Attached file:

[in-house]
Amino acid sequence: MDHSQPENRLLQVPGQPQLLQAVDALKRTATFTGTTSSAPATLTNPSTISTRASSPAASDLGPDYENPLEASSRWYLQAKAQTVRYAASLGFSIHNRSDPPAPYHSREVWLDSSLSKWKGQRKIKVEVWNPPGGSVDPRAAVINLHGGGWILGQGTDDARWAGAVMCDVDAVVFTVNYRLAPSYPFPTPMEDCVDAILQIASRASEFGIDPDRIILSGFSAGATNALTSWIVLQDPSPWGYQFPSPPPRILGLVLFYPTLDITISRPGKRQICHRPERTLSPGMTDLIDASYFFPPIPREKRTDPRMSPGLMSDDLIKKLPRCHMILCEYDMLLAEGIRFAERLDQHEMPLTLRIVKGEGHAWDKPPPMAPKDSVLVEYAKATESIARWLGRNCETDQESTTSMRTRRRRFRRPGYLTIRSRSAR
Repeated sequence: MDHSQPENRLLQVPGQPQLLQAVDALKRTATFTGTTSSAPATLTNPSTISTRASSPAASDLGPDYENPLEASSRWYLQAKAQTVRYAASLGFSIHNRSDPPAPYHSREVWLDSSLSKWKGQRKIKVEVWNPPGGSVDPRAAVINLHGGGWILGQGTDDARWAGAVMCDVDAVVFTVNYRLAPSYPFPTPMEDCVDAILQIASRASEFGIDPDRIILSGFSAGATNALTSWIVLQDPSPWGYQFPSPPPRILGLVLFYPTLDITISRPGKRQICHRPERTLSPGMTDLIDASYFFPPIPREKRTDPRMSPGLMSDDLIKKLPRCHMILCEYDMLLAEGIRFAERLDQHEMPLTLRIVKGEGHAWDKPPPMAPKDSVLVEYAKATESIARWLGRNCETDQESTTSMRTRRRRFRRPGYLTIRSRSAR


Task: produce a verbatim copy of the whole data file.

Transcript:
[in-house]
Amino acid sequence: MDHSQPENRLLQVPGQPQLLQAVDALKRTATFTGTTSSAPATLTNPSTISTRASSPAASDLGPDYENPLEASSRWYLQAKAQTVRYAASLGFSIHNRSDPPAPYHSREVWLDSSLSKWKGQRKIKVEVWNPPGGSVDPRAAVINLHGGGWILGQGTDDARWAGAVMCDVDAVVFTVNYRLAPSYPFPTPMEDCVDAILQIASRASEFGIDPDRIILSGFSAGATNALTSWIVLQDPSPWGYQFPSPPPRILGLVLFYPTLDITISRPGKRQICHRPERTLSPGMTDLIDASYFFPPIPREKRTDPRMSPGLMSDDLIKKLPRCHMILCEYDMLLAEGIRFAERLDQHEMPLTLRIVKGEGHAWDKPPPMAPKDSVLVEYAKATESIARWLGRNCETDQESTTSMRTRRRRFRRPGYLTIRSRSAR
Repeated sequence: MDHSQPENRLLQVPGQPQLLQAVDALKRTATFTGTTSSAPATLTNPSTISTRASSPAASDLGPDYENPLEASSRWYLQAKAQTVRYAASLGFSIHNRSDPPAPYHSREVWLDSSLSKWKGQRKIKVEVWNPPGGSVDPRAAVINLHGGGWILGQGTDDARWAGAVMCDVDAVVFTVNYRLAPSYPFPTPMEDCVDAILQIASRASEFGIDPDRIILSGFSAGATNALTSWIVLQDPSPWGYQFPSPPPRILGLVLFYPTLDITISRPGKRQICHRPERTLSPGMTDLIDASYFFPPIPREKRTDPRMSPGLMSDDLIKKLPRCHMILCEYDMLLAEGIRFAERLDQHEMPLTLRIVKGEGHAWDKPPPMAPKDSVLVEYAKATESIARWLGRNCETDQESTTSMRTRRRRFRRPGYLTIRSRSAR